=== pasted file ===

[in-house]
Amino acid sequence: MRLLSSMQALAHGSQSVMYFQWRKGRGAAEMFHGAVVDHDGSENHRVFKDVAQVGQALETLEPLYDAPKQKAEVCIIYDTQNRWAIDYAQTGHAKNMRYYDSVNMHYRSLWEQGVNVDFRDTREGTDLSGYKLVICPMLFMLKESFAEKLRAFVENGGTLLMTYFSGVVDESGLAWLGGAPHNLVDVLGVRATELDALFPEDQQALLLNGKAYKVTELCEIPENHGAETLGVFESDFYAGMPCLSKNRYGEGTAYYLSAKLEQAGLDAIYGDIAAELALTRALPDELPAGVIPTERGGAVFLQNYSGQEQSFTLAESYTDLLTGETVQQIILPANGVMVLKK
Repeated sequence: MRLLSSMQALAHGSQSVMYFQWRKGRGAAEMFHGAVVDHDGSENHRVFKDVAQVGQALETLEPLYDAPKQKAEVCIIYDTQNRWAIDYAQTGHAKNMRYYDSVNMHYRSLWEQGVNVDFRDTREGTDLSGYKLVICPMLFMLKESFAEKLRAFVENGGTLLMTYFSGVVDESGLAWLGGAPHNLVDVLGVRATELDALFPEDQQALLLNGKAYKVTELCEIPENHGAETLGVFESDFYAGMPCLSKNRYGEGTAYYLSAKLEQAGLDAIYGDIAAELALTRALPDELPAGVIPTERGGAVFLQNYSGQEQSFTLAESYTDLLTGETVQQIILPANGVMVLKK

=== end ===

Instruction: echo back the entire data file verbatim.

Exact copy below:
[in-house]
Amino acid sequence: MRLLSSMQALAHGSQSVMYFQWRKGRGAAEMFHGAVVDHDGSENHRVFKDVAQVGQALETLEPLYDAPKQKAEVCIIYDTQNRWAIDYAQTGHAKNMRYYDSVNMHYRSLWEQGVNVDFRDTREGTDLSGYKLVICPMLFMLKESFAEKLRAFVENGGTLLMTYFSGVVDESGLAWLGGAPHNLVDVLGVRATELDALFPEDQQALLLNGKAYKVTELCEIPENHGAETLGVFESDFYAGMPCLSKNRYGEGTAYYLSAKLEQAGLDAIYGDIAAELALTRALPDELPAGVIPTERGGAVFLQNYSGQEQSFTLAESYTDLLTGETVQQIILPANGVMVLKK
Repeated sequence: MRLLSSMQALAHGSQSVMYFQWRKGRGAAEMFHGAVVDHDGSENHRVFKDVAQVGQALETLEPLYDAPKQKAEVCIIYDTQNRWAIDYAQTGHAKNMRYYDSVNMHYRSLWEQGVNVDFRDTREGTDLSGYKLVICPMLFMLKESFAEKLRAFVENGGTLLMTYFSGVVDESGLAWLGGAPHNLVDVLGVRATELDALFPEDQQALLLNGKAYKVTELCEIPENHGAETLGVFESDFYAGMPCLSKNRYGEGTAYYLSAKLEQAGLDAIYGDIAAELALTRALPDELPAGVIPTERGGAVFLQNYSGQEQSFTLAESYTDLLTGETVQQIILPANGVMVLKK